The power of Babylon is the power to exclude us from an illusory kind of happiness, whilst creating both the impression that this happiness is very real, and that it is the only kind of happiness which it is possible to get. Crucially, there is also the suggestion that we can obtain this happiness, this fulfilment, if we strive hard enough within the framework that is provided for us. The reward is there, if we ‘play the game correctly’. These conditions are all that are needed for the Babylon to thrive and grow strong.
The rules of the game are at the same time both understood by all, and completely unacknowledged. The rules are that if we do succeed within the terms of the game, and enter into the ranks of the successful, then we are to maintain the illusion that the type of happiness which we are now in receipt of is in fact completely genuine and not fake at all. We are not only required to lie to everyone else that what we have achieved is worth achieving, we are also required to lie to ourselves. In this way, there is no chance of disillusionment spreading, disillusionment that would threaten the power of Babylon. In this way, everyone will continue to think that the illusion is real, that the prize is worth chasing. In this way, the show is guaranteed to go on…
There are consequences to this conspiracy: the consequences are that if any individual should lose the ability either to successfully lie to himself, or herself, (and thus lie to the world) that they are indeed happy and fulfilled, then such individuals will be treated as if they have some sort of sickness, a sickness that needs treating in order that they might rejoin the rest of us. Their profound unhappiness – in whatever form it might take – is a profound threat to the whole system, and for this reason it is essential that the experience of the sufferer not be accepted on its own terms, but rather that it should be interpreted in the terms of the system. The error is thus not located in the system but in the individual – the individual is doubted rather than the system. No one ever doubts the system because it is simply too big to be doubted.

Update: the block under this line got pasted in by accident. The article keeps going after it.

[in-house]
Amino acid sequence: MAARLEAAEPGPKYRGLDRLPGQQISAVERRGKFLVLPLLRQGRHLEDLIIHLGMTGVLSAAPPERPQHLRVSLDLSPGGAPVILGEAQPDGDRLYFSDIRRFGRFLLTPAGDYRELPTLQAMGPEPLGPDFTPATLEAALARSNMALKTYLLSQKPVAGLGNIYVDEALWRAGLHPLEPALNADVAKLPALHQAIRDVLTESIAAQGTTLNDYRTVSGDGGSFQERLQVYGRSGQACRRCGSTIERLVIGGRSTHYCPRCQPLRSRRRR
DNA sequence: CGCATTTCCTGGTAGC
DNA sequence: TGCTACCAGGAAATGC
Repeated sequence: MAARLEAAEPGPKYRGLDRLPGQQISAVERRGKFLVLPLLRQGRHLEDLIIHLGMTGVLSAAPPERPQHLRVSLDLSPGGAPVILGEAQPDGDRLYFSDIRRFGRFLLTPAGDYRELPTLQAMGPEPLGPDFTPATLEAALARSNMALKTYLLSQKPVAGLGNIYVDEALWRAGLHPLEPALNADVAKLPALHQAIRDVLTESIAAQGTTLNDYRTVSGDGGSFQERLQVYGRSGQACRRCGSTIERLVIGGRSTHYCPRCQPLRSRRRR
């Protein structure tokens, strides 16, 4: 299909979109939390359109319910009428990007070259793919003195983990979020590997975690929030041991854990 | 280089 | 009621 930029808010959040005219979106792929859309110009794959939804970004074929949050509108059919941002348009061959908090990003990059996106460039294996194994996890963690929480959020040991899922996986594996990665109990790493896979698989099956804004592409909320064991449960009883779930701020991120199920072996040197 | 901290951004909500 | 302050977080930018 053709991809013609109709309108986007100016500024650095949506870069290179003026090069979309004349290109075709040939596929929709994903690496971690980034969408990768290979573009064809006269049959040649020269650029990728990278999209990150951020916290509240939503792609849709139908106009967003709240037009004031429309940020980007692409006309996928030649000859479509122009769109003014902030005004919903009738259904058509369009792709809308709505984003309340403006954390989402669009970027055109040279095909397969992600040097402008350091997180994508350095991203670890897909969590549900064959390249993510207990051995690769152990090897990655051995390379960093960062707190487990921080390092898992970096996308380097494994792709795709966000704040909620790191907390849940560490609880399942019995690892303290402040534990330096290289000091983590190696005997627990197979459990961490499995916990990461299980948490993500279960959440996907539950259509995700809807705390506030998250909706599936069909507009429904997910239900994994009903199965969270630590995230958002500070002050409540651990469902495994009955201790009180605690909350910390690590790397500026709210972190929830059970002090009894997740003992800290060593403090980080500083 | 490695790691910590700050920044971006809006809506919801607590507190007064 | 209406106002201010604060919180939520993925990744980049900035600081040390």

This is called ‘the control of meaning’ – the meaning of our unhappiness is decided by the experts appointed by the system. Not only is profound (i.e. persistent and non-trivial) unhappiness a threat to the system, it is also of course a threat to each one of us just so long as we are seeing things the way the system has conditioned us to see them. The consequence of this is when we see profound unhappiness in those around us we have to re-interpret their experience in our own terms. We have to dismiss their experience by saying that it is a ‘sickness’ like malaria, tuberculosis or swine flu.
Inasmuch as we are in denial of our own true feelings, we are bound to turn our backs on those who display what we hide within ourselves.
Inasmuch as we are keeping up the pretence that false (or ‘theatrical’) happiness is real, we are bound to pretend that genuine unhappiness is false. This means that we are turning our backs on ourselves! This the inevitable consequence of the game that we all play, but say we do not play.
Author: Nick Williams
Nick Williams works and writes in the field of mental health and is particularly interested in non-equilibrium states of consciousness, which are states of mind that cannot be validated by standardized experiments or by reference to any formal theoretical perspective.